All in all, this book is a good read and provides some balance to those who find "Bell Curve" racist.
The discipline of psychology, however, has been a bit less enthusiastic. They, much more than educators, demand hard evidence in order for a theory claiming to be scientific is accepted as such. Is Garnder's theory testable? If so, has it undergone such testing? Can these intelligences (including 'musical' and 'naturalistic') be measured by objective standards? If not, is it an adequate substitute to the reigning model of 'general intelligence' which, with all its flaws, IS measurable in such a way?
In this book, Gardner sets out to expand upon his 25 year old theory and, in so doing, answer some of the preceeding questions. Some will be disappointed and some will be encouraged by his answers.
The first section of the book devotes itself largely to questions of MI Theory's methodological standing.
Several chapters - particularly towards the beginning of the book - seek to answer objections to MI theory. As to the question of whether the theory can be called scientific, Gardner reluctantly answers a "no." He writes MI theory "intermediary status" between a philosophy and a predictive science. He suggests, though, that it can be put in a similar category with plate tectonics and evolution, in the sense that neither theory is a predictive sceince in a falsifiable sense (which is mistaken, as both are tested by retrodictions and, in evolution's case, also by predictions). Further, Gardner admits that designing assessments for these intelligences has proved to be more than challenging and that he has given up the search for ways to assess them.
There is, though, a chapter devoted to detailing a promising new study put together by Project Spectrum, to test elementary schoolers on these seperate intelligences. They were tested (a) to see if the intelligences are interrelated or autonomous by investigating whether high scores in any one area correlate with high scores in any other. The reports are that the intelligences are, by in large, seperate - as Gardner predicted they would be. They also tested to see whether the student's strengths on the tests were echoed by parent and teacher reports gotten independently. (There was correlation, but not so much as to be conclusive).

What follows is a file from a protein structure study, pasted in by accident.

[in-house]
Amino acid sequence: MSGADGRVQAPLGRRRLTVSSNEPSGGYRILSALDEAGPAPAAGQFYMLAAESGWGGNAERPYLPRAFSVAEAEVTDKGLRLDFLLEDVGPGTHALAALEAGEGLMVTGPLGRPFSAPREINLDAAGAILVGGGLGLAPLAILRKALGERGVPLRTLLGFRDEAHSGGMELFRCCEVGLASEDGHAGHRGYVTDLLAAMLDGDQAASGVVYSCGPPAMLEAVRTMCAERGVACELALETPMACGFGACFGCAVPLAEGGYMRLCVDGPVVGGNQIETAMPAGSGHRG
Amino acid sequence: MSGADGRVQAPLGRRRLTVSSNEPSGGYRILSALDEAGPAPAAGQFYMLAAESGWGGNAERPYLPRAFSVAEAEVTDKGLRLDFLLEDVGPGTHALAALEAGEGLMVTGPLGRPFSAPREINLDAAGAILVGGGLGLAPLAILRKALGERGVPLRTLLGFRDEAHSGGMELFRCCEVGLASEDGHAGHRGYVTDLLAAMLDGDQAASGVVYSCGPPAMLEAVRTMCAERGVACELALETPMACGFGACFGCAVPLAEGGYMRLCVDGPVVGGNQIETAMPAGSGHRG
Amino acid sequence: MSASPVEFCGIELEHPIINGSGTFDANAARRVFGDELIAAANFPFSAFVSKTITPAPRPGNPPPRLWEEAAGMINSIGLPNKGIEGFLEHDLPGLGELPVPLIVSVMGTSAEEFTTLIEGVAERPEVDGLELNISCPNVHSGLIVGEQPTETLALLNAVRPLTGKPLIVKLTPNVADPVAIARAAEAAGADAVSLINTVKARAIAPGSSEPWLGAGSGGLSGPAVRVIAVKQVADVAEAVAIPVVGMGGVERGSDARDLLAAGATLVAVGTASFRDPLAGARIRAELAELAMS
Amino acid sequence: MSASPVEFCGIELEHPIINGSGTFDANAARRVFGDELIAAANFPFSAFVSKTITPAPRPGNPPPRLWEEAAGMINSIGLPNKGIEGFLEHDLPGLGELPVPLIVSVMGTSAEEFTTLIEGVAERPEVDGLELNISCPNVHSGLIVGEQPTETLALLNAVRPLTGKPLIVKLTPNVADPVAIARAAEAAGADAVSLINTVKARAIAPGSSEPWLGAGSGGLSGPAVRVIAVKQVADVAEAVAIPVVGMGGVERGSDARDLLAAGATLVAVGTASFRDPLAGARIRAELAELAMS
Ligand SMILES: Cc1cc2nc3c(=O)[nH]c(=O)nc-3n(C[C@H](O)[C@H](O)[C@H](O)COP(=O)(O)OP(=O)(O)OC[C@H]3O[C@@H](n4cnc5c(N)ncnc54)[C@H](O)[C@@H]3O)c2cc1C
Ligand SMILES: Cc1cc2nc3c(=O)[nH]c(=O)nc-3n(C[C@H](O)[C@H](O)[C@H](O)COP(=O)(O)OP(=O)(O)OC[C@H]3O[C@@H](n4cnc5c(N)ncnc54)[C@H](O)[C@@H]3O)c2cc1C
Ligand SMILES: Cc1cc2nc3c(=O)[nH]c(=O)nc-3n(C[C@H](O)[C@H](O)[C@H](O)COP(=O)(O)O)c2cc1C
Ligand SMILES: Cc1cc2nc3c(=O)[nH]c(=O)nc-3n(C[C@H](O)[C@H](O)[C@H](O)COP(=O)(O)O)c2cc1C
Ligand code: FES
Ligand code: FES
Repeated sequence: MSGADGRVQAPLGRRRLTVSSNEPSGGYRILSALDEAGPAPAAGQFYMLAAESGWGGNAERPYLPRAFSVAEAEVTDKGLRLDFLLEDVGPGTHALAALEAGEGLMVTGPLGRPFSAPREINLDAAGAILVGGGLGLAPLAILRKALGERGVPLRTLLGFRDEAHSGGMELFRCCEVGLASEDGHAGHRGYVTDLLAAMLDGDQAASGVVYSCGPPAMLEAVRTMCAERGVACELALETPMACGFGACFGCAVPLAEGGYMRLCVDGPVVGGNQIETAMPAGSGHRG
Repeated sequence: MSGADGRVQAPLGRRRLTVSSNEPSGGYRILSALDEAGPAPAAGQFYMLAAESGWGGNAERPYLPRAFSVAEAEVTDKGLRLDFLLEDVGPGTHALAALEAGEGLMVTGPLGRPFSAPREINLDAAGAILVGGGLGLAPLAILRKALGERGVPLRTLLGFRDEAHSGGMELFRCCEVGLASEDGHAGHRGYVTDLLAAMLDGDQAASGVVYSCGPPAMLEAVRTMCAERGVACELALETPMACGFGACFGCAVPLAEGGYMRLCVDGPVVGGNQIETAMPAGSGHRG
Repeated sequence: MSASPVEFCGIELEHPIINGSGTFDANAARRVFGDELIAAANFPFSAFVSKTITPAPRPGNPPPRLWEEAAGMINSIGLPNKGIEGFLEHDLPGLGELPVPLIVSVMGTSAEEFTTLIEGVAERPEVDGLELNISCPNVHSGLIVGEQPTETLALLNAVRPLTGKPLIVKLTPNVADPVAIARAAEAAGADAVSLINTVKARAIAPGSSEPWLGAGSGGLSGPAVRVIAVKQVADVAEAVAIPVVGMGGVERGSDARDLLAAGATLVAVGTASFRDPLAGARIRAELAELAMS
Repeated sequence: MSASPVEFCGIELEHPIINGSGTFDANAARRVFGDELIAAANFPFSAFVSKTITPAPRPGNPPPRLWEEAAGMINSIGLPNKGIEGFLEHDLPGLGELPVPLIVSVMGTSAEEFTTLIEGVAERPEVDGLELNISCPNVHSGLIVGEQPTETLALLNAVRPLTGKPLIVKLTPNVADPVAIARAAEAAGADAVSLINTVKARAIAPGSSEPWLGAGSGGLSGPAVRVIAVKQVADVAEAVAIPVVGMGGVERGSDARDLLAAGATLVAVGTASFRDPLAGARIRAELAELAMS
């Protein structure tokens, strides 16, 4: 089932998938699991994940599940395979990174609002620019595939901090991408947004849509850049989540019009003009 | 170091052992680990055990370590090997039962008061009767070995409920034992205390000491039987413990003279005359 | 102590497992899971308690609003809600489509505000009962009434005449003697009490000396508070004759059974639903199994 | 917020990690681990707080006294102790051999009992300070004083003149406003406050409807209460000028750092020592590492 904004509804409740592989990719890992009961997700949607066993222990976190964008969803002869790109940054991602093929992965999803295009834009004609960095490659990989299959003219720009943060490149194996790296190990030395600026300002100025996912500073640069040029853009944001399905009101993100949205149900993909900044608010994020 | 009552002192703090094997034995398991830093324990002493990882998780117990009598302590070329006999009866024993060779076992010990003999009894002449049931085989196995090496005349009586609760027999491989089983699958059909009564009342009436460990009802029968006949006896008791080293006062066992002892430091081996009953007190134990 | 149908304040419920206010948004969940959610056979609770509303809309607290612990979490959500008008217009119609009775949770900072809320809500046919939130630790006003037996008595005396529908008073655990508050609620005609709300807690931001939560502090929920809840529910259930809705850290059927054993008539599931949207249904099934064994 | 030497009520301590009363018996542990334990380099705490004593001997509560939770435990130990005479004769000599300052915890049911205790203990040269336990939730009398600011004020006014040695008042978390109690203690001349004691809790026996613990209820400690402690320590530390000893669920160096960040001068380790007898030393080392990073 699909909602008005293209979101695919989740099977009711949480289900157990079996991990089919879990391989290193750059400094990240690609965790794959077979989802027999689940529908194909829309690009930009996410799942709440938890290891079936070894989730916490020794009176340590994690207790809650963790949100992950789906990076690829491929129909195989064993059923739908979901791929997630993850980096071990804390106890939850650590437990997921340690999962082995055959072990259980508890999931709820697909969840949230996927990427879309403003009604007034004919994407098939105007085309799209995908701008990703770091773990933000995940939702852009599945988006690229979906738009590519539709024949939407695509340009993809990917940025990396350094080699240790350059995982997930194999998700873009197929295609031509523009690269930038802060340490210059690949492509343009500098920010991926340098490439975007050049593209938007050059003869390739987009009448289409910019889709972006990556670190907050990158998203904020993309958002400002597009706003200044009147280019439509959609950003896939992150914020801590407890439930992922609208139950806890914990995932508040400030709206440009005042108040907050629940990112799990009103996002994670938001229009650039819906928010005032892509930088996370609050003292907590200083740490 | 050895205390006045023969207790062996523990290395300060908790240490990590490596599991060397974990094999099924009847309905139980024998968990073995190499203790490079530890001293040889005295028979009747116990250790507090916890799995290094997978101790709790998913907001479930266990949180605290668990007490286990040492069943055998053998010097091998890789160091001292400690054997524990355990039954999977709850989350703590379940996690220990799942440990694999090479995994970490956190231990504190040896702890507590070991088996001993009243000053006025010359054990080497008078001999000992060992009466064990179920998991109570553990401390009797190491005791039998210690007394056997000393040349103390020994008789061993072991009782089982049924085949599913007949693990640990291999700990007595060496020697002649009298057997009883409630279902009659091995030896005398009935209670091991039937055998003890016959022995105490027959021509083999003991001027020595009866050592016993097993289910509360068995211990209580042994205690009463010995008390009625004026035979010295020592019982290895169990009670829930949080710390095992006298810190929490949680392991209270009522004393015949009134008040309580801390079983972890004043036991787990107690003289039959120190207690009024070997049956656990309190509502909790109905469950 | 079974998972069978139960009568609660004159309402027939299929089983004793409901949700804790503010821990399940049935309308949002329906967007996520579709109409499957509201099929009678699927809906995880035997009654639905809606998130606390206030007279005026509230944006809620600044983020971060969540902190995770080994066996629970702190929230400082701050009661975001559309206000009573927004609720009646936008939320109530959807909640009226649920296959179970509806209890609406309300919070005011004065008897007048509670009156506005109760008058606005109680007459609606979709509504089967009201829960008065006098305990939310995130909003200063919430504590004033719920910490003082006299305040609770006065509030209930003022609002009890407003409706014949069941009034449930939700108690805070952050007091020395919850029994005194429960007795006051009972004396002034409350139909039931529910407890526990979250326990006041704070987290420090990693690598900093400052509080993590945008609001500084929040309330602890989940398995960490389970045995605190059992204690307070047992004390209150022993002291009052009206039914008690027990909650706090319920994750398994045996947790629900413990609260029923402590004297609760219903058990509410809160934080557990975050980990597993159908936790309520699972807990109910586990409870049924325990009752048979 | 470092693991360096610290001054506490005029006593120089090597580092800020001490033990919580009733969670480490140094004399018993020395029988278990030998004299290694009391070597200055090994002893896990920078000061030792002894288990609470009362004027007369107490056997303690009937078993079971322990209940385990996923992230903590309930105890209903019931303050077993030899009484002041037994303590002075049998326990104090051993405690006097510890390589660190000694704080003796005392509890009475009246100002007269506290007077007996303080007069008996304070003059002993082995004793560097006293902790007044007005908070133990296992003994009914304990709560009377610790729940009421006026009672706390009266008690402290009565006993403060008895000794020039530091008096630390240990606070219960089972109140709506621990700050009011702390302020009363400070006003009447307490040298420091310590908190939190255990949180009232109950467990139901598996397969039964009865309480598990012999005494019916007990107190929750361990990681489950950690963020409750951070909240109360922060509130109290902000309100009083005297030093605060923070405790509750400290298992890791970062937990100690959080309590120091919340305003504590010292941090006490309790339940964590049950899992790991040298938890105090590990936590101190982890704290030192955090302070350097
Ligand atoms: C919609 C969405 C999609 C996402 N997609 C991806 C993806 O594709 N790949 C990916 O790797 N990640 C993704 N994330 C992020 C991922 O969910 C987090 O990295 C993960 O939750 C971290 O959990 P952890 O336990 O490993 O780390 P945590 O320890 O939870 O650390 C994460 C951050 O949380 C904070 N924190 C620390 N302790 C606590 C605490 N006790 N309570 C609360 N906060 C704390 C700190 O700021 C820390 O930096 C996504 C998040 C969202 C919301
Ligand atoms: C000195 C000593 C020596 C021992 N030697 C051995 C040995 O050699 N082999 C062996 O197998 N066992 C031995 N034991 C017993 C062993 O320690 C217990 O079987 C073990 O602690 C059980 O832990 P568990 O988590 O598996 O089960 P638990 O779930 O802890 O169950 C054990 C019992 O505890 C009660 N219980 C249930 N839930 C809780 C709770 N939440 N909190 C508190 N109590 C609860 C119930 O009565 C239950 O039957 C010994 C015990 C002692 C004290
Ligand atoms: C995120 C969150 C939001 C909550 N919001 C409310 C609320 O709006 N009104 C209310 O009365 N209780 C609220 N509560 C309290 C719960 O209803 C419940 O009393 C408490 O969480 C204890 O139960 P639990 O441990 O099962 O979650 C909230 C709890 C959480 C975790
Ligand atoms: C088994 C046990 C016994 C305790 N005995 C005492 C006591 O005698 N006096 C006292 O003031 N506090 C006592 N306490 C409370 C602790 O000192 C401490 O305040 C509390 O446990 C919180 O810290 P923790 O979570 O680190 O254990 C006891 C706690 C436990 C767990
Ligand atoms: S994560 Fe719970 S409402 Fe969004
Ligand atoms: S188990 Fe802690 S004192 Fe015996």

The section that will be most useful to my fellow educators, however, will be the second section. For roughly 80 pages, Gardner expounds on his theory and its possible uses in the field of education.
Gardner is quite famous for his 'value free' stance here. He suggests that there are many, many uses for MI theory in education. He tries both in this book and elsewuere to refrain from too much prescription, acknowledging that educators probably know better than he how to apply the work of a cognitive psychologist to schools.
However, he is passionate about two things educationally in this book. First, he is very displeased at the 'high stakes testing' mentality that has been developed of late. Like the concept of 'general intelligence,' Gardner sees this as being a very 'one-size-fits-all' way of assessing, and probably mis-assessing, knowledge.
Gardner is also very passionate about making sure that we see the 'ends' of schooling as pluralistic. Consistent with the idea of Multiple Intelligences, we must strike a balance between making sure that everyone recieve a common education and making sure that everyone is able to pursue their own strengths, interests, and proclivities to the extent possible.
It is hard to disagree with much that Gardner says, particularly in this and the next section (where he takes a look at MI theory's applicability betyond education). Even as one who is a bit skeptical of whether MI theory can ever be a scientific one (and whether there might be bettter models of Intelligence, like that of Robert Sternberg), it is difficult not to come away with much admiration for Gardner. He obviously cares about education and comes to his conclusions out of balanced and rigorous thought.
This should be read by educators and those interested in the psychology of intelligence alike.